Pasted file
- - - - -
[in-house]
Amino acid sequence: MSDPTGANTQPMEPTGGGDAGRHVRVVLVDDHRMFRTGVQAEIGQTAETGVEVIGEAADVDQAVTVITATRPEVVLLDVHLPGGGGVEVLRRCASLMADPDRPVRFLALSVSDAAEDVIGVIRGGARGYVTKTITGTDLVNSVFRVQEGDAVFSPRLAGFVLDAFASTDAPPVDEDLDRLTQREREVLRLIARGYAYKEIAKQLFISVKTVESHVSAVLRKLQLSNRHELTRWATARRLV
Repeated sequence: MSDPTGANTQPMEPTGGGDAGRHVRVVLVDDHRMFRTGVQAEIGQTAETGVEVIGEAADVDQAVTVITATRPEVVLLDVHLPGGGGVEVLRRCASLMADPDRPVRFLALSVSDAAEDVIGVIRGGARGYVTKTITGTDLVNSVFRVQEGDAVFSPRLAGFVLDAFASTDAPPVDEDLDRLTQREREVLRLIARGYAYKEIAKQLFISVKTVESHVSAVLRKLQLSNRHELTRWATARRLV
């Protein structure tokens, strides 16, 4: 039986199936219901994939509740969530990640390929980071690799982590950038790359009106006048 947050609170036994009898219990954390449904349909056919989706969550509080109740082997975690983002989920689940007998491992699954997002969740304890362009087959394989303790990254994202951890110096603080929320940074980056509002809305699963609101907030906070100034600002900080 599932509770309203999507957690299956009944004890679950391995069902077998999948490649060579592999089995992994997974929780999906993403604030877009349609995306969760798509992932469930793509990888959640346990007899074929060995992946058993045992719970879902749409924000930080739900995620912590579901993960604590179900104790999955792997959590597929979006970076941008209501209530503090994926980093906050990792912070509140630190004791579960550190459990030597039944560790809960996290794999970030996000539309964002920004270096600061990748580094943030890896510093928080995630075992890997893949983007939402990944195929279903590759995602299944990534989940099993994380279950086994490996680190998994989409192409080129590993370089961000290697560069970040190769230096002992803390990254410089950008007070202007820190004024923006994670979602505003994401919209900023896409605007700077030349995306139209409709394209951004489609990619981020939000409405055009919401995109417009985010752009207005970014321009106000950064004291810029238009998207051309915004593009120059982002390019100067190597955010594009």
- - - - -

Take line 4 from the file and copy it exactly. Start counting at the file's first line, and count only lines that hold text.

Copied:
């Protein structure tokens, strides 16, 4: 039986199936219901994939509740969530990640390929980071690799982590950038790359009106006048 947050609170036994009898219990954390449904349909056919989706969550509080109740082997975690983002989920689940007998491992699954997002969740304890362009087959394989303790990254994202951890110096603080929320940074980056509002809305699963609101907030906070100034600002900080 599932509770309203999507957690299956009944004890679950391995069902077998999948490649060579592999089995992994997974929780999906993403604030877009349609995306969760798509992932469930793509990888959640346990007899074929060995992946058993045992719970879902749409924000930080739900995620912590579901993960604590179900104790999955792997959590597929979006970076941008209501209530503090994926980093906050990792912070509140630190004791579960550190459990030597039944560790809960996290794999970030996000539309964002920004270096600061990748580094943030890896510093928080995630075992890997893949983007939402990944195929279903590759995602299944990534989940099993994380279950086994490996680190998994989409192409080129590993370089961000290697560069970040190769230096002992803390990254410089950008007070202007820190004024923006994670979602505003994401919209900023896409605007700077030349995306139209409709394209951004489609990619981020939000409405055009919401995109417009985010752009207005970014321009106000950064004291810029238009998207051309915004593009120059982002390019100067190597955010594009």